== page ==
Lending by British banks in November grew at its fastest rate in more than eight years
The Bank of England has pumped £375bn of QE into the markets and held its base rate down at 0.5% since the financial crisis Reuters

Bank of England policymakers are inflating house prices by holding interest rates down at historic lows and will worsen the widening wealth inequality in the UK as younger generations struggle to get onto the property ladder, while those who are older and already on it grow richer.

That is according to a report by the credit rating agency Standard & Poor's (S&P). In the report, S&P economists say the central bank's gilt-buying £375bn ($546bn, €485bn) quantitative easing programme helped the UK economy recover from the financial crash. But it also fuelled a rise in financial asset prices as investors poured money into stocks, driving up prices and making the rich richer. Before the crisis, the wealthiest 1% of UK households owned about a third of total wealth in the form of stocks, said S&P. After the crisis they owned more than a half.

Maintaining the base rate at 0.5%, an all-time low, has kept mortgage credit pumping, fuelling housing demand and putting extra burden on the supply shortage, particularly in London and the south east of England. The ONS says the average house price in the UK rose 7.7% over the year to November 2015, reaching £288,000. In London the average rose 9.8% to £537,000. Rapid price rises are locking many young aspiring homeowners out of the property market because they cannot afford a deposit or secure a mortgage large enough. The government has a number of schemes to support first-time buyers, including Help to Buy, starter homes and shared ownership.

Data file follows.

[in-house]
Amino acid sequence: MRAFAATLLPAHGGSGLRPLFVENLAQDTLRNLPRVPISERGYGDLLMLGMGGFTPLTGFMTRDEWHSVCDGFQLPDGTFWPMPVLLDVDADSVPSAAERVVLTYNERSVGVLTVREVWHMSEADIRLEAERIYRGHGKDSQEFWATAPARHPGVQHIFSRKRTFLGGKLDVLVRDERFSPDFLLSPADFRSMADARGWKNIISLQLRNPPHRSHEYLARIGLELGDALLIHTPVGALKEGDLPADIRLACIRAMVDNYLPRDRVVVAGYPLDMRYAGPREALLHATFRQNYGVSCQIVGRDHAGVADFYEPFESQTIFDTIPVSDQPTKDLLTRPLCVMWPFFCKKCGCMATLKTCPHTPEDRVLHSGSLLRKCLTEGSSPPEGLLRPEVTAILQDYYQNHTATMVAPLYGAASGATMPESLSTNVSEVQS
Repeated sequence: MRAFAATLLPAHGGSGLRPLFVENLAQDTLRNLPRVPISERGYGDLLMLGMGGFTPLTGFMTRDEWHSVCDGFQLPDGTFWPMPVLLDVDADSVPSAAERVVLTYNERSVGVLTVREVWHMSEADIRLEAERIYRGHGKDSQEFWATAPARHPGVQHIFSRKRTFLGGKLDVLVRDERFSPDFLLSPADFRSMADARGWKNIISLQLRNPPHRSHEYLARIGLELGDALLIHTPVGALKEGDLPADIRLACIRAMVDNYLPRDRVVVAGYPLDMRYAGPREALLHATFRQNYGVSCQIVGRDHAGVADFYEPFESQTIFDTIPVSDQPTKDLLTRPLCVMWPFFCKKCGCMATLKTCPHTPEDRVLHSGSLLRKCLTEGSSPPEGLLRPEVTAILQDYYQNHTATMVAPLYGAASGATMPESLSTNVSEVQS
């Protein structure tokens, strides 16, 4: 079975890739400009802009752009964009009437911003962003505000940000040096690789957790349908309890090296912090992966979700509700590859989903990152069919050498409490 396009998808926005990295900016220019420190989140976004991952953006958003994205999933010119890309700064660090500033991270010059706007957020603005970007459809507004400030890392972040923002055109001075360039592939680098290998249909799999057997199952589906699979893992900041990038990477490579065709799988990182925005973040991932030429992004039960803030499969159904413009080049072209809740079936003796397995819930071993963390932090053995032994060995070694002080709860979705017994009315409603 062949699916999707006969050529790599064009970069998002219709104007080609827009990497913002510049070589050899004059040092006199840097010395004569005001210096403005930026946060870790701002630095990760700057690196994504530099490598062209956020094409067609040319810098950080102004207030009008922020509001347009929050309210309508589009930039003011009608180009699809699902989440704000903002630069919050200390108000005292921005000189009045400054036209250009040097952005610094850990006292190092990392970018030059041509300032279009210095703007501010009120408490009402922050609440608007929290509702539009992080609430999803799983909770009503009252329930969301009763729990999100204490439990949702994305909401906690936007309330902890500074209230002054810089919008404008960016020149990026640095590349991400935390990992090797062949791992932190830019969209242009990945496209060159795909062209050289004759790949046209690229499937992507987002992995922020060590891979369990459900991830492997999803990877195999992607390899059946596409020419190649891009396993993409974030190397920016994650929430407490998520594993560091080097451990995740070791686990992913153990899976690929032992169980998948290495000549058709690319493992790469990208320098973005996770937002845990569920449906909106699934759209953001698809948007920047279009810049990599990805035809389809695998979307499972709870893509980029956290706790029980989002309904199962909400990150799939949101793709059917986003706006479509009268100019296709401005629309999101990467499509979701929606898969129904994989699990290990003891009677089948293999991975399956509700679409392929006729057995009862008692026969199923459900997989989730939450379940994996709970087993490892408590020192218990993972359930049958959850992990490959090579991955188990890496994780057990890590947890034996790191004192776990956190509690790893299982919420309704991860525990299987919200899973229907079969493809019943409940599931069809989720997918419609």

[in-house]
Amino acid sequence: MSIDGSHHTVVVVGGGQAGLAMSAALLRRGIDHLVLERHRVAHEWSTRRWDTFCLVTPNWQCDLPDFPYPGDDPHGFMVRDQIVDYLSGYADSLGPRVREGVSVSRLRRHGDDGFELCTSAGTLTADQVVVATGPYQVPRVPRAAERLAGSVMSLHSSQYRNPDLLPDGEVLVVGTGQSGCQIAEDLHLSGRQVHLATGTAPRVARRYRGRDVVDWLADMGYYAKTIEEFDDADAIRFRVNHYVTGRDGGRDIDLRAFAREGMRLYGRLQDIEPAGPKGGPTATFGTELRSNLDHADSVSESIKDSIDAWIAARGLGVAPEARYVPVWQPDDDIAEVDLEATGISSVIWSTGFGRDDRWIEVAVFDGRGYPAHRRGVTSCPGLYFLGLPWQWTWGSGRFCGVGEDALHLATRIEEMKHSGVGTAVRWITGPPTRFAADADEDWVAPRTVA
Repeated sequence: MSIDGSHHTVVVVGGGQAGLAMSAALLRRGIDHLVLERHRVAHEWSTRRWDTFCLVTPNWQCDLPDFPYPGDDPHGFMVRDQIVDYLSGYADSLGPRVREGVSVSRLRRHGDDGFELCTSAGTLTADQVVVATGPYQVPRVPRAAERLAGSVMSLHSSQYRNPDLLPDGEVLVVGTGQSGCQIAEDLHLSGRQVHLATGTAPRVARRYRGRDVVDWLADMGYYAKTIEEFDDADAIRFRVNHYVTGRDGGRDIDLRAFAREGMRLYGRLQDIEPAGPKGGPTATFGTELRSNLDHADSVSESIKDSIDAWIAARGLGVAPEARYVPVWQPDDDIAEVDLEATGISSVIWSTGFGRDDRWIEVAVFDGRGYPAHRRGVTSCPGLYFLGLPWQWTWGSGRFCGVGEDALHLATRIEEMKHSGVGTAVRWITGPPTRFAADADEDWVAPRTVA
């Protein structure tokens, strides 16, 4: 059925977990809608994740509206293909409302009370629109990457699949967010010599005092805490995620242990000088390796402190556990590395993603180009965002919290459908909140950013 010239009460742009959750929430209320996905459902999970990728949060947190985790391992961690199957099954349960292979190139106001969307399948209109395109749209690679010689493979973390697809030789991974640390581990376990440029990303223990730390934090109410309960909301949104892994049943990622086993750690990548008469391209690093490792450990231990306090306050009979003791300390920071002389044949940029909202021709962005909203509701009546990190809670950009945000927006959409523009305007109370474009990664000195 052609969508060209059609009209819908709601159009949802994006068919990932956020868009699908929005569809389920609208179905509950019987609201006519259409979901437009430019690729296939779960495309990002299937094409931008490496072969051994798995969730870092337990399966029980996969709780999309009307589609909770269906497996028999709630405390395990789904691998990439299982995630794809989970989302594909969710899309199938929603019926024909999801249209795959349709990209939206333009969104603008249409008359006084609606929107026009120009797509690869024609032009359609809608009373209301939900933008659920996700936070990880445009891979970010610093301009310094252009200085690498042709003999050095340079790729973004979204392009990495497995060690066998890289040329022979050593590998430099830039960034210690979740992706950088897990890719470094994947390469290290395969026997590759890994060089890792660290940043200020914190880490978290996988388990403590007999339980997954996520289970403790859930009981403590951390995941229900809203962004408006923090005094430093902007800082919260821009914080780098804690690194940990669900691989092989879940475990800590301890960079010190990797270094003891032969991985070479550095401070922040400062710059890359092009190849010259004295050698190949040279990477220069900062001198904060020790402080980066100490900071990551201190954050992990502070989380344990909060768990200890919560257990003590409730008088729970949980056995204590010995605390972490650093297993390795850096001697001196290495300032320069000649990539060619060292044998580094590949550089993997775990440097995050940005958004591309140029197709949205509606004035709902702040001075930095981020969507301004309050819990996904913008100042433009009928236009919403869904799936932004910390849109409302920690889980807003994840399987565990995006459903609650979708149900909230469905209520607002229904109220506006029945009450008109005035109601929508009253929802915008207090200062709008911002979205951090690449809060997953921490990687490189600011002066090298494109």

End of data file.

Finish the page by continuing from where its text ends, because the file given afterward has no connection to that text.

"Low interest rates and QE helped lessen the negative impact of the crisis on aggregate housing wealth, the most widely held form of assets, especially in middle and low-income groups," said Jean-Michel Six, S&P's chief economist for EMEA. "But in conjunction with the tight housing market, it is
now also one of the drivers behind the widening wealth and income gap between younger and older generations and between those on the housing ladder and those not on it.

"Younger low and middle-income households [would-be first-time buyers] are the ones affected most. As buying a home becomes ever more expensive, they are increasingly forced to rent, spending a large share of their income on accommodation and unable to save to buy a home or otherwise accumulate wealth. It also contributes to an even higher income inequality when accounting for housing costs. In fact, while income inequality fell slightly immediately after the crisis and has remained broadly stable since then, inequality when accounting for housing costs is on the rise again."

The Bank of England will gradually raise interest rates again when it believes the British economy is strong enough to cope. It had been expected to do so by the end of 2015, but a number of global economic problems, including a slowdown in China and warnings from the IMF about dangerous debt levels in emerging markets, has caused policymakers to delay hiking rates.